In the United Kingdom (UK), privatisation of the electricity sector proved hugely profitable for government. Profitable, not only from the sales revenue, higher taxes on industry profits and dividend income but also because the government was relieved of the financial responsibility of trying to prop up a failing electricity sector. Governments elsewhere, and particularly in SA, seem strangely reluctant to exploit such revenue-raising opportunities.

    In a snapshot of the UK electricity sector, the following is evident. While the sector has been completely privatised, it is heavily regulated and subject to political interference, interference from green pressure groups, and the European Union bureaucracy. There are numerous taxes, green levies, renewable energy subsidies, and the bizarre wind farm constraint payments. Wind farms, subsidised to generate electricity, are paid constraint payments, which amounted to £30 million last year, to shut down in stormy weather for fear of destabilising the grid.

    The National Grid desperately needs to upgrade and modernise to allow for the levels of renewable energy committed to by the UK government, but it cannot afford to do so because its profit margins are tightly regulated by the Office of Gas and Electricity Markets (OFGEM).

    Consumer prices in the UK are not transparent. Although there is a bilateral trading market, confidential bilateral contracts remain the dominant market mechanism. Competition in generation and retail has increased substantially, but there is still a large degree of vertical integration with the ‘big six’ energy companies in the UK owning three quarters of generation capacity. Initially, the liberalisation of the energy sector was very successful and there were significant price decreases, but the sector now faces enormous challenges due to political intervention and excessive government control.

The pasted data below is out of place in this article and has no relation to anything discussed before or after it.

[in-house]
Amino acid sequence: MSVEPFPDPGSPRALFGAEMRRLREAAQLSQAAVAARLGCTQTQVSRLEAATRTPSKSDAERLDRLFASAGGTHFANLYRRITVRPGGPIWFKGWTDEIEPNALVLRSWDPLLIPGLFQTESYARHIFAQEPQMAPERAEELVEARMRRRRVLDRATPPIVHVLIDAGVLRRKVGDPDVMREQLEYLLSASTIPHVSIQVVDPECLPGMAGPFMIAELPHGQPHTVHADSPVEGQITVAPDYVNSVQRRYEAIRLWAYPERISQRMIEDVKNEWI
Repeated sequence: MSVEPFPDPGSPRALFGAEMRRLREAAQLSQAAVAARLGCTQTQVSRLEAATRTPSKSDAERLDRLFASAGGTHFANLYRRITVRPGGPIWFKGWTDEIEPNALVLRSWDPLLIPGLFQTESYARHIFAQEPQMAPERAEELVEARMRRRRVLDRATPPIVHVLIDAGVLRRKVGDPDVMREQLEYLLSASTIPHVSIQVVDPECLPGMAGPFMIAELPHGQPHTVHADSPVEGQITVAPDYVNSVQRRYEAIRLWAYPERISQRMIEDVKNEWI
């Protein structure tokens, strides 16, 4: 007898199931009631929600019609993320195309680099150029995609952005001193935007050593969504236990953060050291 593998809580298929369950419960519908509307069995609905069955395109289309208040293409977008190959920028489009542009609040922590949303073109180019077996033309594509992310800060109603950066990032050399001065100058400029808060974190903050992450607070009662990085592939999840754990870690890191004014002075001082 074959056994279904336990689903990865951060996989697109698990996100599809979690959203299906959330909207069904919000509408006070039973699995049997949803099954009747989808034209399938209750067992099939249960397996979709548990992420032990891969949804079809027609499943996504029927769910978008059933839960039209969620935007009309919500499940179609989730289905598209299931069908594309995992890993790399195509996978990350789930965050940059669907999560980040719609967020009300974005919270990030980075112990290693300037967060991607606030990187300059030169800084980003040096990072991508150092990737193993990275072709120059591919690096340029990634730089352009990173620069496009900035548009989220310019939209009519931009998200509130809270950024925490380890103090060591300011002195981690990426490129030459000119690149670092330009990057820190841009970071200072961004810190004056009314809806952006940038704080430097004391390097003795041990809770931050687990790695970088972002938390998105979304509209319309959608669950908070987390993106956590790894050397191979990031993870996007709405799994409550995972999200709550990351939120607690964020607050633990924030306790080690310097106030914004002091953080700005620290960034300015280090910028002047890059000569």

In New Zealand, the electricity sector is not completely privatised but consists of a combination of State and private entities competing with each other. Regulation in the industry is light-handed and flexible. There are minimal barriers to entry for small businesses, and market participants and all consumers have a large degree of choice. There is free trade in electricity and participants can choose to either purchase on the spot market, or use bilateral contracts and all prices, contracts and investment costs are transparent. Companies are carrying the cost of upgrading. The cost of modernising, as can be seen in the rollout of smart meters, is being absorbed by the distribution companies. Effective retail competition exists with up to nine suppliers to choose from in some areas, and the switching process takes a mere 24 hours. Other incentives are also offered to consumers who use electricity efficiently.

    To effectively coordinate outages in transmission and generation, the government uses sophisticated methods such as procuring ancillary services through contracts with electricity generators, retailers and distributors. Government participation and facilitation, rather than intervention and regulation is evident.